Scotland to become one of the first countries to criminalize psychological abuse & coercive, controlling behavior
The Domestic Abuse (Scotland) Bill covers psychological and emotional maltreatment and coercive and controlling behaviour as well as physical attacks.
Examples of coercive and controlling behaviour include isolating a partner from their friends and relatives or controlling their finances.
The Domestic Abuse Bill will make criminal insidious abusive behaviours, intended to isolate, humiliate, degrade, subjugate, punish or control…
“For the first time, it will allow us not only to lay the whole story before the court, but to mark that whole story for what it is – a course of criminally abusive conduct deserving of prosecution in the public interest.”
The Domestic Abuse (Scotland) Bill – the actual legislation
At a debate of a new Domestic Abuse Bill in the Scottish Parliament, Justice Secretary Michael Matheson condemned the ‘pernicious, coercive and controlling behaviour’ of perpetrators.
This BBC News article, Holyrood [home of the Scottish Parliament] debates domestic abuse law, explains how unless psychological abuse and the use of coercive control is accompanied by physical violence or overt threats it can be very difficult to prosecute under current law. This new legislation hopes to provide protection for victims of both physical and the more covert psychological abuse and coercive control. Here is an excerpt from the article.
The new bill will create a specific offence of “abusive behaviour in relation to a partner or ex-partner”.
And it will also include proposals to ensure psychological abuse, such as coercive and controlling behaviour, can be effectively prosecuted.
The proposals have been given the backing in principle by opposition politicians.
Mr Matheson told MSPs of some of the “horrendous types of behaviour victims can be forced to endure – but which cannot currently be prosecuted by the courts.
He said perpetrators “may not necessarily use physical violence against their partner or even overt threats”, but they could “behave in a highly-controlling, abusive way over a long period of time”.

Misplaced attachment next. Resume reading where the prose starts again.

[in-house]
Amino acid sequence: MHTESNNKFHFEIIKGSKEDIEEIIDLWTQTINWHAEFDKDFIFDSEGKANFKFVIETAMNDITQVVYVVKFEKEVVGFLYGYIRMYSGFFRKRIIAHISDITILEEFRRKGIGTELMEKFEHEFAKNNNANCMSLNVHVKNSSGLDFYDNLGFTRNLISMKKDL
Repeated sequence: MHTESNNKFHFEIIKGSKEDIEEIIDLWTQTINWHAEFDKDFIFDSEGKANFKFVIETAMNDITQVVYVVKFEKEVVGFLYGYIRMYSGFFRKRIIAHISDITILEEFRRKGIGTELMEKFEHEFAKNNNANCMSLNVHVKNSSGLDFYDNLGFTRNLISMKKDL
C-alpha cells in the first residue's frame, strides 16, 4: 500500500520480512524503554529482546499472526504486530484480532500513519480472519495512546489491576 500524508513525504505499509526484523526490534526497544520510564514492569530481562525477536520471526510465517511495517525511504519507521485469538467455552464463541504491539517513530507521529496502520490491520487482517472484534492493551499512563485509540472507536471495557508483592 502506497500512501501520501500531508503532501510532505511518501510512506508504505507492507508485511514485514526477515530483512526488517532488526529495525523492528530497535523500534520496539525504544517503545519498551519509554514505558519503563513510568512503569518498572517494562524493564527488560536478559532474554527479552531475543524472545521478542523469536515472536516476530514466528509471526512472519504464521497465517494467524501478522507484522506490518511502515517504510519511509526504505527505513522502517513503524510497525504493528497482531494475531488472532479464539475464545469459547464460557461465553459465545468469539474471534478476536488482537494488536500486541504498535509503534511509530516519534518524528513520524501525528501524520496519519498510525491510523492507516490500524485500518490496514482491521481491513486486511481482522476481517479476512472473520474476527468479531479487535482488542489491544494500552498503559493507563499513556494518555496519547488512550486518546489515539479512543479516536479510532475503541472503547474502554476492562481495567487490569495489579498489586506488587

The Justice Secretary continued: “Examples of what abusers may do to humiliate their partners are horrendous.
“For example, abusers may force them to eat food off the floor, control access to the toilet, repeatedly put them down and tell them they are worthless.
“Abusers also try to control every aspect of their partner’s life, by, for example, preventing them from attending work or college, stopping them making contact with family or friends, giving them no or limited access to money, checking or controlling their use of their phone and social media.”
He said where this behaviour is not accompanied by physical violence or overt threats it could currently be “very difficult to prosecute”.
Mr Matheson said: “A perpetrator may have subjected their partner to years of abuse but may only have been convicted of a single instance of assault or threatening and abusive behaviour.”
He stressed the new law would not inadvertently criminalise “ordinary arguments and friction that may occur in many relationships”.
Ministers are also “considering very carefully” how the proposals could be changed to reflect the impact of such abuse on children who are “in effect secondary victims of partner abuse”.
The following article will be of interest to police, criminologists, women’s advocates and academics in the domestic abuse field.
Seeing What is ‘Invisible in Plain Sight’: Policing Coercive Control by Cassandra Weiner, Doctoral Researcher, School of Law, Politics and Sociology, University of Sussex. (October 2017)
Abstract: Coercive control has emerged as a key focus for researchers and activists working in the field of intimate partner abuse. In England and Wales, the issue has taken on a new urgency. On 29 December 2015, s. 76, Serious Crime Act made ‘coercive or controlling behaviour’ a criminal offence. Implementation of the new offence has been slow. The analysis of data generated by empirical work with police and survivors suggests that police need to understand a working model of coercive control in order to adopt what could be a transformative approach to policing intimate partner abuse.